Cannabinoid Receptor Type 1 Agonist ACEA Improves Cognitive Deficit on STZ-Induced Neurotoxicity Through Apoptosis Pathway and NO Modulation
The cannabinoid system has the ability to modulate cellular and molecular mechanisms, including excitotoxicity, oxidative stress, apoptosis, and inflammation, acting as a neuroprotective agent, by its relationship with signaling pathways associated to the control of cell proliferation, differentiation, and survival. Recent reports have raised new perspectives on the possible role of cannabinoid system in neurodegenerative diseases like Alzheimer disease’s (AD). AD is a neurodegenerative disorder characterized by the presence of amyloid plaques, neurofibrillary tangles, neuronal death, and progressive cognitive loss, which could be caused by energy metabolism impairment, changes in insulin signaling, chronic oxidative stress, neuroinflammation, Tau hyperphosphorylation, and Aβ deposition in the brain. Thus, we investigated the presumptive protective effect of the cannabinoid type 1 (CB1)-selective receptor agonist arachidonyl-2′-chloroethylamide (ACEA) against streptozotocin (STZ) exposure stimuli in an in vitro neuronal model (Neuro-2a neuroblastoma cells) and in vivo model (intracerebroventricular STZ injection), experimental models of sporadic AD. Our results demonstrated that ACEA treatment reversed cognitive impairment and increased activity of Akt and ERK triggered by STZ, and increased IR expression and increased the anti-apoptotic proteins levels, Bcl-2. In the in vitro model, ACEA was able to rescue cells from STZ-triggered death and modulated the NO release by STZ. Our study has demonstrated a participation of the cannabinoid system in cellular survival, involving the CB1 receptor, which occurs by positive regulation of the anti-apoptotic proteins, suggesting the participation of this system in neurodegenerative processes. Our data suggest that the cannabinoid system is an interesting therapeutic target for the treatment of neurodegenerative diseases.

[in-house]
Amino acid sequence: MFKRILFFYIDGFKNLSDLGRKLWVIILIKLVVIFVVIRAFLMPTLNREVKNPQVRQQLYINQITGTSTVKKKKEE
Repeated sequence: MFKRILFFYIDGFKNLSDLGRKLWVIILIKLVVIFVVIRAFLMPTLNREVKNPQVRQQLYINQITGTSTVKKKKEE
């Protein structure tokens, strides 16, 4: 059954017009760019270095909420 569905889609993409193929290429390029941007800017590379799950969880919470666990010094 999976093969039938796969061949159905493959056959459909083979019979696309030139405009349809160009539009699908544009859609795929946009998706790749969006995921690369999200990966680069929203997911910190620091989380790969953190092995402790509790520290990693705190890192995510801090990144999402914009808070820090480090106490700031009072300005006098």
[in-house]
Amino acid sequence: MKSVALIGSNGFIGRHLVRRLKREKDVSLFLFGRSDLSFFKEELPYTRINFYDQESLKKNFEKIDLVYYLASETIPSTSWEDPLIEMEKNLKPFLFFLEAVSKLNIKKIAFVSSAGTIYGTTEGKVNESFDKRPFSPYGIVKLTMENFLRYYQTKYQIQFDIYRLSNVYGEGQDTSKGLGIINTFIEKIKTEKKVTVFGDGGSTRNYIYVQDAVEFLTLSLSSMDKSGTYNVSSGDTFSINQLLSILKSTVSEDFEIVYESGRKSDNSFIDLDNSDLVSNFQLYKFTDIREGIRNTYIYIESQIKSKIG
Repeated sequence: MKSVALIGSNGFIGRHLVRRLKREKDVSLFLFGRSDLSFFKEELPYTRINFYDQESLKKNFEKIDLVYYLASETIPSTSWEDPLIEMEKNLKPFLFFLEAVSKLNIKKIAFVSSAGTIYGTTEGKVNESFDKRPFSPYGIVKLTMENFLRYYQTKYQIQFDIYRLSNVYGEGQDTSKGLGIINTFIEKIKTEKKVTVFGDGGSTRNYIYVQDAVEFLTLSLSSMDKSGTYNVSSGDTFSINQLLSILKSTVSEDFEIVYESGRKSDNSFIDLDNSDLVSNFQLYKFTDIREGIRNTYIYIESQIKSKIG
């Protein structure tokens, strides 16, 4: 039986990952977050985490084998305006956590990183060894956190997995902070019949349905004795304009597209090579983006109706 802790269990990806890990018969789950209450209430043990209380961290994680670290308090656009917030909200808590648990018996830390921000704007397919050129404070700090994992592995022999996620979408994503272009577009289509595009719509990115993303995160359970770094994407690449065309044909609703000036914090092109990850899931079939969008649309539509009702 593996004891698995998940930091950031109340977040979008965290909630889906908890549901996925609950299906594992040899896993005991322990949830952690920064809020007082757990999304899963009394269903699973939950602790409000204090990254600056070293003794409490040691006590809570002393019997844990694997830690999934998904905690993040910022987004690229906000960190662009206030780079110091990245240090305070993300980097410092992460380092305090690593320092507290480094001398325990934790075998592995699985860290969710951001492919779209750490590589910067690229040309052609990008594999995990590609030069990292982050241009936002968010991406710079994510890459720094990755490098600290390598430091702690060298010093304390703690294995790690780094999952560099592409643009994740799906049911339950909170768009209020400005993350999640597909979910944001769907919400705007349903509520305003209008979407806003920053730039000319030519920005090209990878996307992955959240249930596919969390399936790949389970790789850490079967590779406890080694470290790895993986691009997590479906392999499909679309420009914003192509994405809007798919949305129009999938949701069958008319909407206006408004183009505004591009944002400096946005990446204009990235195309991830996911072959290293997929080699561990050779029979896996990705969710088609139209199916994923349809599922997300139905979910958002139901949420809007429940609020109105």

KeywordsAgonist CB1 ACEA Neuroprotection Streptozotocin Alzheimer’s disease Neurodegeneration
Authors wish to thank the professor Dr. Julián Romero (Universidad Francisco de Vitoria, Madrid, Spain) for critical comments and his technical support during the process. We also thank to Dr. Maria Assunción de la Barreda Manso for her opinion and critical comments.
This work was supported by the Fundação de Amparo à Pesquisa do Estado de São Paulo-FAPESP (grant number 2014/06372-0). T.A.V. (1279985) and F.C. (1233360) are recipients of Coordenação de Aperfeiçoamento de Pessoal de Nível Superior (CAPES) fellowships.
F.C. designed the experiments, collected, and analyzed the data and wrote the paper; T.A.V. and A.P.C. collected, analyzed, and discussed the data; A.S.T. designed the experiments, discussed the data, wrote, edited, and commented on the manuscript. All authors approved the final version of the manuscript.
Compliance with Ethical Standards
The experimental protocol was evaluated and approved by the “Ethics Committee for Animal use” of the Institute of Biomedical Sciences, University of São Paulo (Protocol no. 33/55/02) following the Brazilian Federal Law (no. 11794; 10/08/2008). All applicable international, national, and/or institutional guidelines for the care and use of animals were followed.
Conflict of Interest
The authors declare that they have no conflict of interest.
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